|Shaka Santa and Mrs. Claus with poinsettias|
in front of Honolulu Hale
***This is a timely article that I wrote and posted on December 14, 2010. Upholding tradition, I attended "Nutcracker" at the Blaisdell again this year. Chi Cao, principal dancer of Birmingham Royal Ballet and star of Mao's Last Dancer joined the cast of more than 200 dancers for the production.*** The holiday season on the island of O'ahu opens with the Honolulu City Lights celebration. The Electric Light Parade travels through downtown to Honolulu Hale (City Hall) for the annual tree-lighting ceremony. This year's tree is a striking 55-foot Norfolk pine. Another tradition is "Nutcracker" performed on-stage at Blaisdell Concert Hall.
At the National Memorial Cemetery of the Pacific at Punchbowl, rows of evergreen wreaths on grave sites honor fallen veterans this holiday season. The wreaths adorn 1,288 of the graves, part of the Wreaths Across America campaign.
Aunties like myself, keiki, and tutus all enjoy the entertainment of Hawaii's local groups this time of year - Na Leo Pilimehana, Makaha Sons, Kapena, and the Brothers Cazimero, to name a few; special hula dance groups (halaus) including Hoku Zuttermeister; and celebrities Amy Hanaiali'i Gilliom, Keali'i Reichel, and Willie K (the title of his Christmas song "Aloha Kalikimaka" reveals what the K stands for.) Music by the late Israel (Iz) Kamakawiwo'ole is always heard around the islands.
At Ala Moana Center, our open-air shopping mall, children ride the Candy Cane Train and watch musical productions on Center Stage, the illusion of snow delighting the young at heart. Hula performers draped in colorful regalia entertain with beautifully choreographed, swaying movements.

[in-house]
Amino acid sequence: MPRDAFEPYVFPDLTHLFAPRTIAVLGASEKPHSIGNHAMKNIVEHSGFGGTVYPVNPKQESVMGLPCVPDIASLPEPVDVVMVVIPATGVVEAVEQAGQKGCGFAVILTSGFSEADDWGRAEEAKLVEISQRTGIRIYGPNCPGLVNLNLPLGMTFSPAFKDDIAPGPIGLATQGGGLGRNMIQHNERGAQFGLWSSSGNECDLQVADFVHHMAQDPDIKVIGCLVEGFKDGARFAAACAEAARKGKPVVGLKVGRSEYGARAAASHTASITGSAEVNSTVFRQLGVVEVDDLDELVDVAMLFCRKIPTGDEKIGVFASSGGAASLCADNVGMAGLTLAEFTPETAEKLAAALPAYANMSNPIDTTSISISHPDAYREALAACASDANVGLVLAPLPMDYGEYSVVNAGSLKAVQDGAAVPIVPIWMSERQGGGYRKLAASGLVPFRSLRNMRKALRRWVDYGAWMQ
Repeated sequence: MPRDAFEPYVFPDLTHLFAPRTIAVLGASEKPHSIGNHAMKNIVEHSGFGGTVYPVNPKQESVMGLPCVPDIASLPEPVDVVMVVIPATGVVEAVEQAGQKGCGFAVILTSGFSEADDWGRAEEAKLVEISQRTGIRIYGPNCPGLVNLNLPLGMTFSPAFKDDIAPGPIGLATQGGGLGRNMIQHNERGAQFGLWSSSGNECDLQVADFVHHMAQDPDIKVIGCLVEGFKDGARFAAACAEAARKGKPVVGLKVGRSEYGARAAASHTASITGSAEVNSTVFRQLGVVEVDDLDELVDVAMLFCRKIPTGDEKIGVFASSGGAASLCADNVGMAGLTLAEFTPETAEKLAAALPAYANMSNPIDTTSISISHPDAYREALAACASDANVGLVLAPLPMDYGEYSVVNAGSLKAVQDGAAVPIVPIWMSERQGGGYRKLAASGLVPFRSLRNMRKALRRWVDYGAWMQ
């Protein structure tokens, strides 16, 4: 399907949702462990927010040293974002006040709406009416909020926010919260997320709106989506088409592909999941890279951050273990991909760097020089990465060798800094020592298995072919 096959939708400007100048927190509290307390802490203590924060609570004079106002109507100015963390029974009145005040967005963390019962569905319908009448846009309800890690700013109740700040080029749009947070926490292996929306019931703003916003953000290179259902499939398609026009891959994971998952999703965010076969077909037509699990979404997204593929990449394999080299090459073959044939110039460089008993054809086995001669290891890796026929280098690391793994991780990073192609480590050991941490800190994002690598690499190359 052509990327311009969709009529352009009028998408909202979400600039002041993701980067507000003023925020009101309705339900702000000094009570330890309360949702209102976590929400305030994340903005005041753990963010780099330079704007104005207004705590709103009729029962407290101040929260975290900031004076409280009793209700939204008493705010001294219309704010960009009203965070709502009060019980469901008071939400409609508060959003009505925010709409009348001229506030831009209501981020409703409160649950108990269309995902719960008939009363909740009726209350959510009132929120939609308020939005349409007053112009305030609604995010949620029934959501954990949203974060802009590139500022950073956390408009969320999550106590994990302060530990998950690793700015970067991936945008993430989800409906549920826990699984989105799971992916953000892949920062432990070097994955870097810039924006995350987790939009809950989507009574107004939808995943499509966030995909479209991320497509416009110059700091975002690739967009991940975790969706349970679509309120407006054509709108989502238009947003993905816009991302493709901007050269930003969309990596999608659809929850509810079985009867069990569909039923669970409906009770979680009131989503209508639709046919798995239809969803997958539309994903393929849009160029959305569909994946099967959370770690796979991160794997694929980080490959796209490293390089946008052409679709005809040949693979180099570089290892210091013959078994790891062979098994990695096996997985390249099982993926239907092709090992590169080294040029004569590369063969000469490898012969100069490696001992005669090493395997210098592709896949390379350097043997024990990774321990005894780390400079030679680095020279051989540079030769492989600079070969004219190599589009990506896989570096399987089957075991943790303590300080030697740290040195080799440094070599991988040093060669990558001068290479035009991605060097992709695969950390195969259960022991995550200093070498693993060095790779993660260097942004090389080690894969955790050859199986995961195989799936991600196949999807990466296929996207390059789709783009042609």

|Candy Cane Train|
|Santa gets lei-d for the holidays|
But it isn't officially the "season to be jolly" until the Santa Claus statue is assembled up on the center's rootftop for all to see!
In Honolulu, jolly ol' St. Nicholas arrives in an outrigger canoe, landing on the shores of Waikiki!
And we do have real snow here. Recently, my cousin reminded me of the snow-covered mountain of Mauna Kea on the Big Island. Low temperatures on Maui's Haleakala also attract the white fluffy stuff that folks in the northern states take for granted this time of year.
Kalikimaka is Hawaiian for Christmas.
Mele means song or chant; also, merry.
This is truly the locals' traditional way,
Of sending holiday greetings,
To say Merry Christmas. To you.
Aloha Nui Loa,
That's Hawaii's way to say
"a canoe-full of love."
"a canoe-full of love."